“We didn’t know [what we’d do],” Bears general manager Ryan Pace told reporters on Wednesday. “We talked to Glennon about the opportunity here and the excitement about joining the Bears -- the historic franchise -- but we didn’t really get into a lot of details in that regard.”
Given the nature of Glennon’s contract -- fully guaranteed -- for the upcoming season, he all but is assured of the starter’s role (barring injury) in Week 1.
Still, it would be a mild upset if Chicago passes on taking a quarterback at some point beginning on Thursday.
But at No. 3 overall?
The prospects of that happening don’t appear very promising, and that has everything to do with the quarterback class itself. Now, there could be a scenario where either Mitchell Trubisky or Deshaun Watson, or maybe even Patrick Mahomes, is the best player on the Bears’ board when they go on the clock -- and if that’s the case, no matter what you personally think, the Bears have to honor their evaluations -- but more than likely the quarterbacks are probably a little further down the list of their top-three available prospects.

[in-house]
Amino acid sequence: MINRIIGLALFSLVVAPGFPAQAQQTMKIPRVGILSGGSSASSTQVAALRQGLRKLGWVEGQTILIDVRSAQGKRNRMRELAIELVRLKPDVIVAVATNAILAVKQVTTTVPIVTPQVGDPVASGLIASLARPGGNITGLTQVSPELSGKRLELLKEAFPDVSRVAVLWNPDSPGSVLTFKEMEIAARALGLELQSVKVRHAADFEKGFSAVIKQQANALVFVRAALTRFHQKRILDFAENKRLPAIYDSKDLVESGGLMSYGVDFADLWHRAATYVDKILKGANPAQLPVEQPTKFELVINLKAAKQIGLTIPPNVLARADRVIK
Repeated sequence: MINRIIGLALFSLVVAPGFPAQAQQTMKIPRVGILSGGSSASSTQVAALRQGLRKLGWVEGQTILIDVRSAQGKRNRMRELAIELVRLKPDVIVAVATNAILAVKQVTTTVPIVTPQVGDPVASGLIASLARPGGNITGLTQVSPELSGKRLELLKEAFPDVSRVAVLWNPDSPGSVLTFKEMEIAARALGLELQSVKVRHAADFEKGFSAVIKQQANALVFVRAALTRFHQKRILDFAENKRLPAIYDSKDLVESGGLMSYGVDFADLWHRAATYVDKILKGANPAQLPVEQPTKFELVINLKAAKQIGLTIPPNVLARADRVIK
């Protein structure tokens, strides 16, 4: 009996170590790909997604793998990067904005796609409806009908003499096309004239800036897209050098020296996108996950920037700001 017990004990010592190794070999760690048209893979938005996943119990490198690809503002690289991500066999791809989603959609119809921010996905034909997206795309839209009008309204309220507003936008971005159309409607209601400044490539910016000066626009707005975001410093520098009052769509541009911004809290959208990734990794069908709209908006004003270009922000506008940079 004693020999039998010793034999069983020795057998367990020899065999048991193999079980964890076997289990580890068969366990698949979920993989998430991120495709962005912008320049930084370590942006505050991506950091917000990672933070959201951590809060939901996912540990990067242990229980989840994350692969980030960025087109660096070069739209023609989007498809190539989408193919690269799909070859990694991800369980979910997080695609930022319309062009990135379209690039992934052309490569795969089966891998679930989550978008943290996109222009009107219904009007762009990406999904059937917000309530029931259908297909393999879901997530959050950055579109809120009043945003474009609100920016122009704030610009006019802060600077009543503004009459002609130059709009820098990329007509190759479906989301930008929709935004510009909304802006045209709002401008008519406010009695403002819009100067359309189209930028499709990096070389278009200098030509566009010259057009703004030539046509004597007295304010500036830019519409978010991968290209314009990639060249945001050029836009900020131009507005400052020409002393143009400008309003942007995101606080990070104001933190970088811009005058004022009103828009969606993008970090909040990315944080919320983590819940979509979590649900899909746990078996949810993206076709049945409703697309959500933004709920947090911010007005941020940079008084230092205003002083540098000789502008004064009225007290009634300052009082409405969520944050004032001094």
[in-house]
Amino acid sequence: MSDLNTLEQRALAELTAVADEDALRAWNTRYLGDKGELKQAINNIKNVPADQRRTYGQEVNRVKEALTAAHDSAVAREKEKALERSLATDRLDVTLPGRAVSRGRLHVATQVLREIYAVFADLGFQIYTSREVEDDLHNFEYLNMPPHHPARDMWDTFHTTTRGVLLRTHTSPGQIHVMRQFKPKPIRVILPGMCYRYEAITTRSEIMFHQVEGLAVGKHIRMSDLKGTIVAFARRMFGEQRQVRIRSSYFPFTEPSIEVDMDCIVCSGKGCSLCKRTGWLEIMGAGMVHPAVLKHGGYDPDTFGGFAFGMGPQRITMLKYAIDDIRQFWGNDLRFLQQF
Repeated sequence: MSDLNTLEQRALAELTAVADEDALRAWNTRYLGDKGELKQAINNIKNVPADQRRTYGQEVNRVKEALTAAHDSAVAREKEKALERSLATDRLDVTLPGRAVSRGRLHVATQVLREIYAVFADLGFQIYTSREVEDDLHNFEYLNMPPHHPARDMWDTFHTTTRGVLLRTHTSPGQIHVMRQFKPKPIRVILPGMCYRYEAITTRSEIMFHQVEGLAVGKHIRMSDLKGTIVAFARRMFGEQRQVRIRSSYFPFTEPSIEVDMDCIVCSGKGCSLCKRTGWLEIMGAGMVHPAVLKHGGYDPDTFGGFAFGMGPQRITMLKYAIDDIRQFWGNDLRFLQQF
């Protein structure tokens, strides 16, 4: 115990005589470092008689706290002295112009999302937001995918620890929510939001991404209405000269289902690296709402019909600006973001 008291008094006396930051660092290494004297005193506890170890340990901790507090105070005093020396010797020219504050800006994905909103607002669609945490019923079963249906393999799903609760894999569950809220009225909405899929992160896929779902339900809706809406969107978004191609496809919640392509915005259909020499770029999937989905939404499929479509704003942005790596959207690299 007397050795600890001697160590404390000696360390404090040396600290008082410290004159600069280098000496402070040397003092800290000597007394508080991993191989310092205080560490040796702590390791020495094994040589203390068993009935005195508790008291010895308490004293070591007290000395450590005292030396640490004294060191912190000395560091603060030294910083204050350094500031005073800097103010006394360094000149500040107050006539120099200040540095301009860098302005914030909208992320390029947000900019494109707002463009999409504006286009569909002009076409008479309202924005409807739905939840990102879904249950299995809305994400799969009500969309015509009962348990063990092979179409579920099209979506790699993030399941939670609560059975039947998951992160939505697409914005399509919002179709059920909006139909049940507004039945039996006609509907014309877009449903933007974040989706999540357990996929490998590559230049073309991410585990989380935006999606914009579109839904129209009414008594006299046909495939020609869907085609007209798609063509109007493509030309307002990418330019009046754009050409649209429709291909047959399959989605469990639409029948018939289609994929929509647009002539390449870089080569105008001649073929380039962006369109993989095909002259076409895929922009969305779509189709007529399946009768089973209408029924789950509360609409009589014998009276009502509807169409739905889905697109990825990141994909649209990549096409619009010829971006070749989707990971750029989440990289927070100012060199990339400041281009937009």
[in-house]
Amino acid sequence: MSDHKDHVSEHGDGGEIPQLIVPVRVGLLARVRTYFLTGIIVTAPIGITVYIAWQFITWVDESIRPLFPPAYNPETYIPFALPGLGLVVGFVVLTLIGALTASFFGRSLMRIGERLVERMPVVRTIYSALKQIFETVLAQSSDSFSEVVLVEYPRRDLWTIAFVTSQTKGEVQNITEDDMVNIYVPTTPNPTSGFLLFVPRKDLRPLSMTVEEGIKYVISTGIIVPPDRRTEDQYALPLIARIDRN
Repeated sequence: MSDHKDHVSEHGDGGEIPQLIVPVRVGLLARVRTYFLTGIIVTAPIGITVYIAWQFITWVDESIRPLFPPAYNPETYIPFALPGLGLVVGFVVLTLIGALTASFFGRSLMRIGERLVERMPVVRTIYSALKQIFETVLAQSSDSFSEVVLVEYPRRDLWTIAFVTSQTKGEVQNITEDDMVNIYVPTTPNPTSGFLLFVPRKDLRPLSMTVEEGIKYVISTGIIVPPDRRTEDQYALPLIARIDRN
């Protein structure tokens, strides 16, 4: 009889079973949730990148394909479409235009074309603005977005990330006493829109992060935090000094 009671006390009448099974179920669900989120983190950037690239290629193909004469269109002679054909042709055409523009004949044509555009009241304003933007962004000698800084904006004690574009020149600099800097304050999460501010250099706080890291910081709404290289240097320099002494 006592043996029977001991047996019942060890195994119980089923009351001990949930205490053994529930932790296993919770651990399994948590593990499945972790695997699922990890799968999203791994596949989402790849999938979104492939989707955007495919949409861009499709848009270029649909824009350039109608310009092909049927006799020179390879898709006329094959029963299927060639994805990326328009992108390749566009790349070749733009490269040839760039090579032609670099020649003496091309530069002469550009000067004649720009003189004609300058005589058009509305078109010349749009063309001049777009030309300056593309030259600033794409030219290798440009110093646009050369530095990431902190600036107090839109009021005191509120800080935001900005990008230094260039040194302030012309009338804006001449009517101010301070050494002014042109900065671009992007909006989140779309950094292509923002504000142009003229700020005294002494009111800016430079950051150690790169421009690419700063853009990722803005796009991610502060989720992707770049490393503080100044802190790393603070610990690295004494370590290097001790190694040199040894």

General managers are notorious for twisting the truth at pre-draft press conferences, but Pace’s stated philosophy on not reaching for a player sounded genuine -- or as genuine as anything can sound during draft week.
“I think, I know this sounds generic when I say this, but I think you get yourself into trouble if you’re not sticking with our philosophy of best player available,” Pace said. “When you start trying to manufacture things or create things, that’s when teams get into dangerous water. I think if we just stay with guys we have a consensus on and best player available, we’ll be in good shape.”
So what’s realistic at quarterback?
The Bears may strongly consider Miami’s Brad Kaaya or California’s Davis Webb on Day 2 -- unless Watson or Mahomes plummets. Neither is ready to contribute immediately, but the plan is for Glennon to be the guy in 2017; affording the Bears the luxury of adding a developmental quarterback to the mix.
In reality, the entire class is likely filled with developmental quarterbacks. So why burn a first-round pick on one if you don’t have to? The Bears' need at quarterback is very real, but if the right solution doesn’t exist -- in Round 1 -- the organization isn’t good enough to burn a top-10 choice on a project.